An advance team from Fairfax county Virginia was sent out with their trained German shepherds to look for signs of life at various locations. Within an hour they came back to the embassy with a positive hit. We raced through the night to an area of Port-au-Prince called Delmas. This is halfway between downtown and the more affluent suburb of Petionville up the mountain. We were going to the collapsed United Nations headquarters building. Along the way, though, we passed literally thousands of people sleeping in the streets. There were no lights and the only way our trucks avoided running the people over was the cinderblocks surrounding the survivors sleeping in the streets. Small branches stuck out of the cinderblocks to indicate there were people there. What I didn't know until I looked closely was that mixed in with the survivors were the dead covered in white shrouds. The back drop - building after building collapsed like a layer of pancakes.

(AP)
We arrived at the U.N. headquarters where a lone man was found alive under the rubble. He could communicate but was trapped under the layers of concrete rubble. As I stood there in the darkness, I was told this was a six-story building. Of course now it was layers of collapsed concrete slabs. A strange thought crossed my mind as I looked around - could this be the former Hotel Christopher where I stayed when the DuValiers fled Haiti almost 20 years ago? I asked one of the Haitians nearby, "Ou eh le hotel Christopher ? "Ici," came the reply. Yes this is where I stayed almost 20 years ago. It was turned in to the U.N. headquarters some years back as an office and residential compound. Now as I watched the Fairfax County rescuers climbing atop the concrete slabs I felt a very strong connection to this now grave site for over 100 United Nations employees, including the head of the mission to Haiti.

Seven hours later the lone survivor, a 33-year-old Estonian man was extricated from the rubble. Miraculously, he survived with very minor injuries and climbed the few last steps out of the rubble without being held by his rescuers. Those of us on the ground watching clapped and cheered for the man and his heroic rescuers. This was one of the few positive moments for me over the next 14 days.

Yet there was no hope for the 100 colleagues left behind in the rubble.

My cameraman and I hitched a ride in a pick up truck down the mountainside to get our video back to the satellite feed location. Along the way we saw many corpses lining the streets and chaos everywhere we looked. My colleague had never been to Haiti before. I told him if you took away the collapsed buildings and the bodies in the streets, nothing had changed since my last visit so many years ago. The earthquake just added to the misery already there for decades.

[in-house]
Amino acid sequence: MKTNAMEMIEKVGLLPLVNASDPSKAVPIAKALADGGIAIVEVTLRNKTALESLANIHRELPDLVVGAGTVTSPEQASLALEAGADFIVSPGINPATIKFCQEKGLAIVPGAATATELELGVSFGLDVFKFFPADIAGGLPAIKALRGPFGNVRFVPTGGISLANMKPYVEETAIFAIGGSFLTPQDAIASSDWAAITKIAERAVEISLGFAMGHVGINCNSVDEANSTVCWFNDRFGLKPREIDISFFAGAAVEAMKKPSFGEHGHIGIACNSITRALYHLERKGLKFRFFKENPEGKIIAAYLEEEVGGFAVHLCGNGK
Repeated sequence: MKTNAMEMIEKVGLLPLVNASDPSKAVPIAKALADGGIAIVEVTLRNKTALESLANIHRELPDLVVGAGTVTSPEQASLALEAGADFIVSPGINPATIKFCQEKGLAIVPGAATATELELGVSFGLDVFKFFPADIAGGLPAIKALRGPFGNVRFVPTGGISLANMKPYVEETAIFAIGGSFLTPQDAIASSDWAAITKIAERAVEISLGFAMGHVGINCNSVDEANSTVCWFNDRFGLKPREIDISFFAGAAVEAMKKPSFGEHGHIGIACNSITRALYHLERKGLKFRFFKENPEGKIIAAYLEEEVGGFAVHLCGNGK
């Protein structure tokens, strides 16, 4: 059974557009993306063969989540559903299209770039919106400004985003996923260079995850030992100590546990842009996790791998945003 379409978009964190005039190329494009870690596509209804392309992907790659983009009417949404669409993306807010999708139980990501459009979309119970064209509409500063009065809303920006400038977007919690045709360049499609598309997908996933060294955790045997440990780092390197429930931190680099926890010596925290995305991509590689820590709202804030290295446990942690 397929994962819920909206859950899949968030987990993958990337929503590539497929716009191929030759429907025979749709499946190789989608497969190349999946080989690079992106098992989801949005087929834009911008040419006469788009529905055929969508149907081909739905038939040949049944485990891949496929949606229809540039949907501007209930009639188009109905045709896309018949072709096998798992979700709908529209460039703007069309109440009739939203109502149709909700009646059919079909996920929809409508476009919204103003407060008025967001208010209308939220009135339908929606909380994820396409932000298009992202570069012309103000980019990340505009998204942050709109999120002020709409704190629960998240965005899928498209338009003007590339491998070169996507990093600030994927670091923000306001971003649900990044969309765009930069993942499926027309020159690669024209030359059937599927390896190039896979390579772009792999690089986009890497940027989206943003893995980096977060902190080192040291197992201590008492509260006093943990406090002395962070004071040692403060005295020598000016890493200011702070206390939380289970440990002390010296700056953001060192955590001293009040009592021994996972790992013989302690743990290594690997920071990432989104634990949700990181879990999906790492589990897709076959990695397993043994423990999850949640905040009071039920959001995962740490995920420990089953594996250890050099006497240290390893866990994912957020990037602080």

CBS was broadcasting from the site of a collapsed bank building on Rue Delmas. Moments before my arrival, Katie Couric arrived to broadcast the news from Haiti that night. I told her about the story of our rescue and we incorporated this into her report that night.

That evening we made our way back to our base camp. It was near the Port Au Prince airport. It was a one-story motel called "La Maison." We theorized it was normally a brothel or room-by-the-hour type of location. It had not been damaged and had a fence around it. We could secure it, as we did eventually, with armed guards with shotguns. Of course, we had food and water trucked in from the Dominican Republic in the coming days and needed protection from the desperate Haitians. I remember when the truck came with MREs (meals ready to eat). The Haitians saw us through the gate off-loading the food and water. That was a mistake. The crowd surged and tried to get in to our compound. I thought we would have to make a run for it. Later we covered the fence with blue tarps so that no one could peer in to see what we had.

(AP Photo)
We slept in tents or on mattresses under the stars. A few people had rooms where we literally shared small beds. This was the first time I was able to close my eyes in 72 hours. It was a short night, as I had to work again at 3:30 a.m. Each day we had to gather our people and set up at another rubble location for the CBS "Early Show." It was live at 7:00 a.m., but it took time for all technical operations to be in place including setting up a satellite dish each time to broadcast. I coordinated each of these broadcasts with our army of Haitian drivers and translators along with our CBS personnel. My colleague and deputy bureau chief in Washington dubbed me the "minister of transportation"

Each day we covered several stories ranging from rescue operations to assistance operations to get food and water to the masses. I was also assigned to cover the visit of Secretary of State Hillary Clinton, who came down to Haiti for the day. In this case, it was my job to cover her movements for all five networks.

Her visit was limited to the airport, as it would have tied up too many important resources to show her around the city. She met with what was left of the Haitian government, along with the U.N. leadership in this operation. Of course she also met with U.S. military officials leading rescue efforts there. She held a news conference along with Haitian President Rene Preval. Her message to the Haitian people: "America was with the people of Haiti.".